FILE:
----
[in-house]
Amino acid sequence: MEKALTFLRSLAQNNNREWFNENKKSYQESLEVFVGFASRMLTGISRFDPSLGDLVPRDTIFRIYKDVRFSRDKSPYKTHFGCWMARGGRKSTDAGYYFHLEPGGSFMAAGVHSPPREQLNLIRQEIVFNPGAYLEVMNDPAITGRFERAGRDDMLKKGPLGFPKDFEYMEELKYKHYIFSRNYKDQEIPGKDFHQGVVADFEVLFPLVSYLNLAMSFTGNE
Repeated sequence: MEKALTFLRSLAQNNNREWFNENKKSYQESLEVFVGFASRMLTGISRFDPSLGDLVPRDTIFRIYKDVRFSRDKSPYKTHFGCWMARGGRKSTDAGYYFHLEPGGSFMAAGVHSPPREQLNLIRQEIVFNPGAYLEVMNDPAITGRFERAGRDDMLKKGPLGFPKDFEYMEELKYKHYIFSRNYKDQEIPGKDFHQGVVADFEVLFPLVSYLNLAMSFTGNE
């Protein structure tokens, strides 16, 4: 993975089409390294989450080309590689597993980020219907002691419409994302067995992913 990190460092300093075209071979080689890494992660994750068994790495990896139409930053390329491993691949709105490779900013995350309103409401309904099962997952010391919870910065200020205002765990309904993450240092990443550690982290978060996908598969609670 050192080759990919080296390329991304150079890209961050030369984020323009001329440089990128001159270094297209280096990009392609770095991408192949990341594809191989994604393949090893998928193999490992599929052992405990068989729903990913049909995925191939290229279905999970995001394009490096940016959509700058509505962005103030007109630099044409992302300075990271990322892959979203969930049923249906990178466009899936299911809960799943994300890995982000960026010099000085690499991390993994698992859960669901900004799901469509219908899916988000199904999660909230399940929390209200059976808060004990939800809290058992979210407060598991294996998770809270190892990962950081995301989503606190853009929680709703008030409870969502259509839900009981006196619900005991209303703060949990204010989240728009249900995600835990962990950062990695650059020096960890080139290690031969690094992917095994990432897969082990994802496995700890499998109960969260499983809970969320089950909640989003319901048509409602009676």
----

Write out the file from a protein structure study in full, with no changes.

[in-house]
Amino acid sequence: MEKALTFLRSLAQNNNREWFNENKKSYQESLEVFVGFASRMLTGISRFDPSLGDLVPRDTIFRIYKDVRFSRDKSPYKTHFGCWMARGGRKSTDAGYYFHLEPGGSFMAAGVHSPPREQLNLIRQEIVFNPGAYLEVMNDPAITGRFERAGRDDMLKKGPLGFPKDFEYMEELKYKHYIFSRNYKDQEIPGKDFHQGVVADFEVLFPLVSYLNLAMSFTGNE
Repeated sequence: MEKALTFLRSLAQNNNREWFNENKKSYQESLEVFVGFASRMLTGISRFDPSLGDLVPRDTIFRIYKDVRFSRDKSPYKTHFGCWMARGGRKSTDAGYYFHLEPGGSFMAAGVHSPPREQLNLIRQEIVFNPGAYLEVMNDPAITGRFERAGRDDMLKKGPLGFPKDFEYMEELKYKHYIFSRNYKDQEIPGKDFHQGVVADFEVLFPLVSYLNLAMSFTGNE
């Protein structure tokens, strides 16, 4: 993975089409390294989450080309590689597993980020219907002691419409994302067995992913 990190460092300093075209071979080689890494992660994750068994790495990896139409930053390329491993691949709105490779900013995350309103409401309904099962997952010391919870910065200020205002765990309904993450240092990443550690982290978060996908598969609670 050192080759990919080296390329991304150079890209961050030369984020323009001329440089990128001159270094297209280096990009392609770095991408192949990341594809191989994604393949090893998928193999490992599929052992405990068989729903990913049909995925191939290229279905999970995001394009490096940016959509700058509505962005103030007109630099044409992302300075990271990322892959979203969930049923249906990178466009899936299911809960799943994300890995982000960026010099000085690499991390993994698992859960669901900004799901469509219908899916988000199904999660909230399940929390209200059976808060004990939800809290058992979210407060598991294996998770809270190892990962950081995301989503606190853009929680709703008030409870969502259509839900009981006196619900005991209303703060949990204010989240728009249900995600835990962990950062990695650059020096960890080139290690031969690094992917095994990432897969082990994802496995700890499998109960969260499983809970969320089950909640989003319901048509409602009676």